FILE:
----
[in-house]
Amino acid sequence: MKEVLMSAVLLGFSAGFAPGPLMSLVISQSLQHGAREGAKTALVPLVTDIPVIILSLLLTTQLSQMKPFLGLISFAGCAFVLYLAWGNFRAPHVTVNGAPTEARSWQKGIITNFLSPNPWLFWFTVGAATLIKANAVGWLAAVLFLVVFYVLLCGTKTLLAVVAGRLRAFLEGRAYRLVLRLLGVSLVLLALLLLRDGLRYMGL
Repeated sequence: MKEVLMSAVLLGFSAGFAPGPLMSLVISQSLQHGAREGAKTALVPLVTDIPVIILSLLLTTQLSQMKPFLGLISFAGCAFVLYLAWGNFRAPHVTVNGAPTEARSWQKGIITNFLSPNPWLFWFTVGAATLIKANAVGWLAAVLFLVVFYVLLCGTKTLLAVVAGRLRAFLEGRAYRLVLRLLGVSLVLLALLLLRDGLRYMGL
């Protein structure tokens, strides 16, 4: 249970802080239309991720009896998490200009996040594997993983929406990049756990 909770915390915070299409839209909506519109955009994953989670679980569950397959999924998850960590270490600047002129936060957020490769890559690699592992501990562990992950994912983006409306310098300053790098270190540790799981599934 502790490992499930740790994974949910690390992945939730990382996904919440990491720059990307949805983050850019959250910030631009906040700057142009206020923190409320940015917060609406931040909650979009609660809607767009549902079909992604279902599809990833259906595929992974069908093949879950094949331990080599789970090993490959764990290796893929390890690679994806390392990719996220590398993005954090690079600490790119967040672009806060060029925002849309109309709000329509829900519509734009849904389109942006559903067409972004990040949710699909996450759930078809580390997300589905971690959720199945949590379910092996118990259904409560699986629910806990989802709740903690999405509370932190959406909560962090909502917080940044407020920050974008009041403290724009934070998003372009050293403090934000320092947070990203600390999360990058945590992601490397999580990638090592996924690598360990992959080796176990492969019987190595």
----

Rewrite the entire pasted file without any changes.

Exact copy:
[in-house]
Amino acid sequence: MKEVLMSAVLLGFSAGFAPGPLMSLVISQSLQHGAREGAKTALVPLVTDIPVIILSLLLTTQLSQMKPFLGLISFAGCAFVLYLAWGNFRAPHVTVNGAPTEARSWQKGIITNFLSPNPWLFWFTVGAATLIKANAVGWLAAVLFLVVFYVLLCGTKTLLAVVAGRLRAFLEGRAYRLVLRLLGVSLVLLALLLLRDGLRYMGL
Repeated sequence: MKEVLMSAVLLGFSAGFAPGPLMSLVISQSLQHGAREGAKTALVPLVTDIPVIILSLLLTTQLSQMKPFLGLISFAGCAFVLYLAWGNFRAPHVTVNGAPTEARSWQKGIITNFLSPNPWLFWFTVGAATLIKANAVGWLAAVLFLVVFYVLLCGTKTLLAVVAGRLRAFLEGRAYRLVLRLLGVSLVLLALLLLRDGLRYMGL
């Protein structure tokens, strides 16, 4: 249970802080239309991720009896998490200009996040594997993983929406990049756990 909770915390915070299409839209909506519109955009994953989670679980569950397959999924998850960590270490600047002129936060957020490769890559690699592992501990562990992950994912983006409306310098300053790098270190540790799981599934 502790490992499930740790994974949910690390992945939730990382996904919440990491720059990307949805983050850019959250910030631009906040700057142009206020923190409320940015917060609406931040909650979009609660809607767009549902079909992604279902599809990833259906595929992974069908093949879950094949331990080599789970090993490959764990290796893929390890690679994806390392990719996220590398993005954090690079600490790119967040672009806060060029925002849309109309709000329509829900519509734009849904389109942006559903067409972004990040949710699909996450759930078809580390997300589905971690959720199945949590379910092996118990259904409560699986629910806990989802709740903690999405509370932190959406909560962090909502917080940044407020920050974008009041403290724009934070998003372009050293403090934000320092947070990203600390999360990058945590992601490397999580990638090592996924690598360990992959080796176990492969019987190595």